In 2015, the Government decided to enforce public sector pension changes due to the overbearing costs and change to average lifetime earnings. By moving away from final salary pension schemes, a ‘transitional protection’ scheme was introduced instead.
This new scheme kept public sector workers closer to retirement age on a more generous pension. It also meant that workers who were 10 years or less away from retirement age were protected from the reforms and able to retain a more generous final salary pension. All other public sector workers who did not qualify for the ‘transitional protection’ scheme, were forced to move over to new terms that were deemed ‘less beneficial’ than the original terms.
As a result, the Government confirmed that any remedies for discrimination brought about by the public sector pension changes should be applied across all public sector pension schemes that had enforced transitional protection arrangements. Ultimately, several pension schemes in the public sector were affected including: NHS, civil service, teaching, policing, the armed forces and local government.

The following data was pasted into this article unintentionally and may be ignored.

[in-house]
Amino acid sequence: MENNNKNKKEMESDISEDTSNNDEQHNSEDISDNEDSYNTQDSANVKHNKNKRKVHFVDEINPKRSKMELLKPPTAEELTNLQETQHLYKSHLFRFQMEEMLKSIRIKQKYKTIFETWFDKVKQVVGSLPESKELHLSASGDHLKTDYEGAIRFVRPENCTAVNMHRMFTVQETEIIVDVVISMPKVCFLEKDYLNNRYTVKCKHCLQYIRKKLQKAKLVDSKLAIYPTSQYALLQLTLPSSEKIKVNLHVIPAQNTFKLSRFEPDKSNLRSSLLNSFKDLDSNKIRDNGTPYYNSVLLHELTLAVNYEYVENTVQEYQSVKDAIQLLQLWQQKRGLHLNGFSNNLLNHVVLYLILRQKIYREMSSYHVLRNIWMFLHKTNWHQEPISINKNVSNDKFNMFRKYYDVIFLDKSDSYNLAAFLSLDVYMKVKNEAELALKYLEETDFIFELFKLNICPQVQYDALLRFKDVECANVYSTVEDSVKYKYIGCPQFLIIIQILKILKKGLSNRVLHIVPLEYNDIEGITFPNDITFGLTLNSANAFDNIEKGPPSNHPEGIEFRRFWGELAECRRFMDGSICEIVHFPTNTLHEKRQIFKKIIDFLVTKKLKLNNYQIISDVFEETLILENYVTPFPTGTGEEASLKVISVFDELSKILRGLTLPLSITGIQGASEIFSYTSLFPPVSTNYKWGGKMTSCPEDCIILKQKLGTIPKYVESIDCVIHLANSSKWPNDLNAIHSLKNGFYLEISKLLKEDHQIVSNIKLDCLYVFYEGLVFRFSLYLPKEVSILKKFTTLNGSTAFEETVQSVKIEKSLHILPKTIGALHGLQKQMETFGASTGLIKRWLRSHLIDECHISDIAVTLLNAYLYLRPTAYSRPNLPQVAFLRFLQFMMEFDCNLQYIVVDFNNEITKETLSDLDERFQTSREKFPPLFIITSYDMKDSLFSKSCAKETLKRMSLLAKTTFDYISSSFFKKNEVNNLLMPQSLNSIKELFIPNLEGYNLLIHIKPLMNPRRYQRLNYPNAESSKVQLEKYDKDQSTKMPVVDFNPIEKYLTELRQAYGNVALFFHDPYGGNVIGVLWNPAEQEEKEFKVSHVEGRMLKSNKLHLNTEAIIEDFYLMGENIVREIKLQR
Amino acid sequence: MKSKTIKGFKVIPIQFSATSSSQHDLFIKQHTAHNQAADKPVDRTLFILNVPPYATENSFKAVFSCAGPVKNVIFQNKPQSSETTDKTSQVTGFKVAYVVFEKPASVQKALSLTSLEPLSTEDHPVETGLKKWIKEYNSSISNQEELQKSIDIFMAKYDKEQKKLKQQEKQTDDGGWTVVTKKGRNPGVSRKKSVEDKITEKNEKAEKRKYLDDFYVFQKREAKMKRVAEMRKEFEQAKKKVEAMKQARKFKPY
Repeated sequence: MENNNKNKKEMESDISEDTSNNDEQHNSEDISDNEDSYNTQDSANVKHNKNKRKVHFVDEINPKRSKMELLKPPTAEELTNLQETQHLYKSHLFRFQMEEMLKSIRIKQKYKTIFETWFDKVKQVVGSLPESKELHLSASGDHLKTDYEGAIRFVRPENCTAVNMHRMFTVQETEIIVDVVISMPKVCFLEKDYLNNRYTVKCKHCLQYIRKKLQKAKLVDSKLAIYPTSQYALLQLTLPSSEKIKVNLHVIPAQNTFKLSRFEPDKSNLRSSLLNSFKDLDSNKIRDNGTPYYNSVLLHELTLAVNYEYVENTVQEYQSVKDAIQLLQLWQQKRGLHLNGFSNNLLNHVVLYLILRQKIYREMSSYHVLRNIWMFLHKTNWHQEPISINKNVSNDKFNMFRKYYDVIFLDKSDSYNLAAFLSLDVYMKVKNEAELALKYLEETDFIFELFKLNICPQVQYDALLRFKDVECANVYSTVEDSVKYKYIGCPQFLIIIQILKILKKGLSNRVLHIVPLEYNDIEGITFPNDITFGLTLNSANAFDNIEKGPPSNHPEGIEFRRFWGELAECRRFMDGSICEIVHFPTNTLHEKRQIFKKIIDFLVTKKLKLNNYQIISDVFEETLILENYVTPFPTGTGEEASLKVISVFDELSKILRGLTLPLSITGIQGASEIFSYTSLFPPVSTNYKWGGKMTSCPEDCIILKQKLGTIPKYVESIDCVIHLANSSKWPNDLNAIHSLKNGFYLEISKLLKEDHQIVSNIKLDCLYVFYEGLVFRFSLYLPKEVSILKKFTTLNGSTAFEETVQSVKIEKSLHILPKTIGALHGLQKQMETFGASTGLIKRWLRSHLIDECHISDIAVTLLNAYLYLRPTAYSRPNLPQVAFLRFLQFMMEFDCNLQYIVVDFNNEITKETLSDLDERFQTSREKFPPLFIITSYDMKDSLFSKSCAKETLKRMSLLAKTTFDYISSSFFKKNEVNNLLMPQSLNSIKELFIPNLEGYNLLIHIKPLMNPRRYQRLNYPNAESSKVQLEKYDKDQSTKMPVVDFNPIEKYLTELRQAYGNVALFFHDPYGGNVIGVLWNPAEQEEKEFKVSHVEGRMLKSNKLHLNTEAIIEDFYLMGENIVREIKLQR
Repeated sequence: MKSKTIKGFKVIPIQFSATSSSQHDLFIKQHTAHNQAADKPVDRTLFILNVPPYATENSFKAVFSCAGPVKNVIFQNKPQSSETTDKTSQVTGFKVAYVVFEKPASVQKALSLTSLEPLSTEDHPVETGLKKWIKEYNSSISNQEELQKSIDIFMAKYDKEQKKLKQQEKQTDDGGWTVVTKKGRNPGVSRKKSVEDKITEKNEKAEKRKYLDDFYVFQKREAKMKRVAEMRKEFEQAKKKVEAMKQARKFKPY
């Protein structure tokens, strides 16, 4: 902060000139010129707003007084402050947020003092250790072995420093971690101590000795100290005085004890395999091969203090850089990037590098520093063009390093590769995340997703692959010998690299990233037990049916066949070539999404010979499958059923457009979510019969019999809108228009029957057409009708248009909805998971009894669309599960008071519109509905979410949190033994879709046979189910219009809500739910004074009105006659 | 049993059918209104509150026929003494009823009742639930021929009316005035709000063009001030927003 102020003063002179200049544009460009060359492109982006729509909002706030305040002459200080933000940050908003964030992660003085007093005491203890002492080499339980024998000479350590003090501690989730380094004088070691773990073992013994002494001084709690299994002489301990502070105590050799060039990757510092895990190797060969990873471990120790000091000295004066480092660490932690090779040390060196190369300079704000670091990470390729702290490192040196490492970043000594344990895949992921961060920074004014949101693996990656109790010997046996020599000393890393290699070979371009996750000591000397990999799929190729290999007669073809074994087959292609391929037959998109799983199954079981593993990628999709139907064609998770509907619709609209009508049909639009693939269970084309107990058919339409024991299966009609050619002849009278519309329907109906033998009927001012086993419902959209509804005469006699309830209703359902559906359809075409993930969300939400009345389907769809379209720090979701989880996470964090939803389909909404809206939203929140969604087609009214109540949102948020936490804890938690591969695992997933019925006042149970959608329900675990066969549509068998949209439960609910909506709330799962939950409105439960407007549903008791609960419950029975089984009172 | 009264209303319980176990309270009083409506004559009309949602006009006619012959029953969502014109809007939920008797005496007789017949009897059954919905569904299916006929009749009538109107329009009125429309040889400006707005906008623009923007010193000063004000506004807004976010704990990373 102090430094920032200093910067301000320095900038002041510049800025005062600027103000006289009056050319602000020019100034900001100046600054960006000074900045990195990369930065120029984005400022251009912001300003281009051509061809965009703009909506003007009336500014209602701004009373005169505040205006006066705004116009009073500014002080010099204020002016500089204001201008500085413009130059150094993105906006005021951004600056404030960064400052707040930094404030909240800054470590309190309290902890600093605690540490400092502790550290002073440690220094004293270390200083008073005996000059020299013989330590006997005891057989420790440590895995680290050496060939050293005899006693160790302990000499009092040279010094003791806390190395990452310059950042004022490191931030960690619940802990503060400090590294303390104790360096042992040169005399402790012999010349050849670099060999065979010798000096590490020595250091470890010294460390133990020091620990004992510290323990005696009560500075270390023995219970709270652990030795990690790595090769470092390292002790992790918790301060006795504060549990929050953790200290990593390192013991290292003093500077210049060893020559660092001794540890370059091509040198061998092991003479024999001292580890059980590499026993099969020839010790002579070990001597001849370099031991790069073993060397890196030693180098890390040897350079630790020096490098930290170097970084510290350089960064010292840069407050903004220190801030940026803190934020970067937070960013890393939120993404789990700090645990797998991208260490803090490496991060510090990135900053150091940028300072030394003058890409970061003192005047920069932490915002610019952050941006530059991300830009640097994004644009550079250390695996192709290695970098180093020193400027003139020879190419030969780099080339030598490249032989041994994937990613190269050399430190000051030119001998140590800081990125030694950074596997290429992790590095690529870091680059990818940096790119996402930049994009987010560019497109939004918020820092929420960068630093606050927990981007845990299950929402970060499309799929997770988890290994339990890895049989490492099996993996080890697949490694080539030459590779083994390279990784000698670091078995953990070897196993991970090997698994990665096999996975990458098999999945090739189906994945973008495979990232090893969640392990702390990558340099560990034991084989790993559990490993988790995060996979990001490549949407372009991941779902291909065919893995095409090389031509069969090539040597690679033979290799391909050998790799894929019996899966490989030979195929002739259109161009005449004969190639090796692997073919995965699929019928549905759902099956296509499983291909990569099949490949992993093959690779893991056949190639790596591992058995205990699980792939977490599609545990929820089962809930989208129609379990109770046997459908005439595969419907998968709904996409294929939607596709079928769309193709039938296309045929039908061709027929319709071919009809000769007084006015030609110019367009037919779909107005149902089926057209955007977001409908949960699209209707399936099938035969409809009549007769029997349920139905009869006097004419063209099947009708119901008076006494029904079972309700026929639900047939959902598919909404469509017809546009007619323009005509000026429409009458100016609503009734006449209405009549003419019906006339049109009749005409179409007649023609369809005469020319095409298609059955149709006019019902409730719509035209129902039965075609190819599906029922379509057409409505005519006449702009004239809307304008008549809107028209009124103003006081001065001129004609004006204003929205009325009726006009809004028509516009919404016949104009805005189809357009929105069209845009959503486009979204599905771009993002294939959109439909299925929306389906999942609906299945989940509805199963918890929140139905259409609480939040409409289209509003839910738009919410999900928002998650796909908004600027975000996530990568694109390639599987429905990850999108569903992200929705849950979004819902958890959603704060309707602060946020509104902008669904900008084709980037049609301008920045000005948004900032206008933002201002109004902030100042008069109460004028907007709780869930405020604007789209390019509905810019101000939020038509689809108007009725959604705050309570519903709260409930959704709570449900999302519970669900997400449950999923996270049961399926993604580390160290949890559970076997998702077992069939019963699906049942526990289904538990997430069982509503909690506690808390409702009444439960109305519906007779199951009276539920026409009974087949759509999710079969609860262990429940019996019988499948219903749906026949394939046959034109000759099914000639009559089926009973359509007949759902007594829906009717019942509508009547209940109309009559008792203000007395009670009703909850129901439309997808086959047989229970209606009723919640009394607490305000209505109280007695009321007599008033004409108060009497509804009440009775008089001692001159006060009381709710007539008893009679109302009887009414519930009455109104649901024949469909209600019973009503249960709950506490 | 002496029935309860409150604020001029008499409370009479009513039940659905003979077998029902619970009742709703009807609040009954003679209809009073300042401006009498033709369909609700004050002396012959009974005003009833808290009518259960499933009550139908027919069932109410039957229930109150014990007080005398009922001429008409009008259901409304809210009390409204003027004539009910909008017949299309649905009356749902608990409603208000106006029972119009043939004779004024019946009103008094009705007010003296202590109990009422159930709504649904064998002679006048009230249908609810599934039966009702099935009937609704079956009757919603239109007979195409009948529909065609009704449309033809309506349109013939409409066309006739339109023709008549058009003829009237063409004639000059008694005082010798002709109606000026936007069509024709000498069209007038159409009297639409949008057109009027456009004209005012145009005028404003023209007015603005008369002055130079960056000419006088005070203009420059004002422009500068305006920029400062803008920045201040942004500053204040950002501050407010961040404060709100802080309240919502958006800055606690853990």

Implications of the Public Sector pension changes ruling
The Government has claimed that this could add an estimated £4bn annually to public sector pension liabilities from 2015.
It is uncertain if the Employment Tribunal will backdate compensation claims to April 2015, or whether the £4bn annual cost will be met by providing longer term adjustments to the benefits or contributions of the whole membership. The Government have yet to comment on whether they will compensate public sector workers unless they bring legal action.
If individuals do seek legal action then this, in all likelihood, will result in increases in age discrimination claims in the employment tribunal for public sector employers.
However, what is clear is that there is likely to be a significant funding gap in public sector pensions to try and rectify this position across those public sector pensions schemes that operated ‘transitional protection’ arrangements.
This will undoubtedly come at a cost, and we shall have to wait and see how this funding gap will be addressed in the future.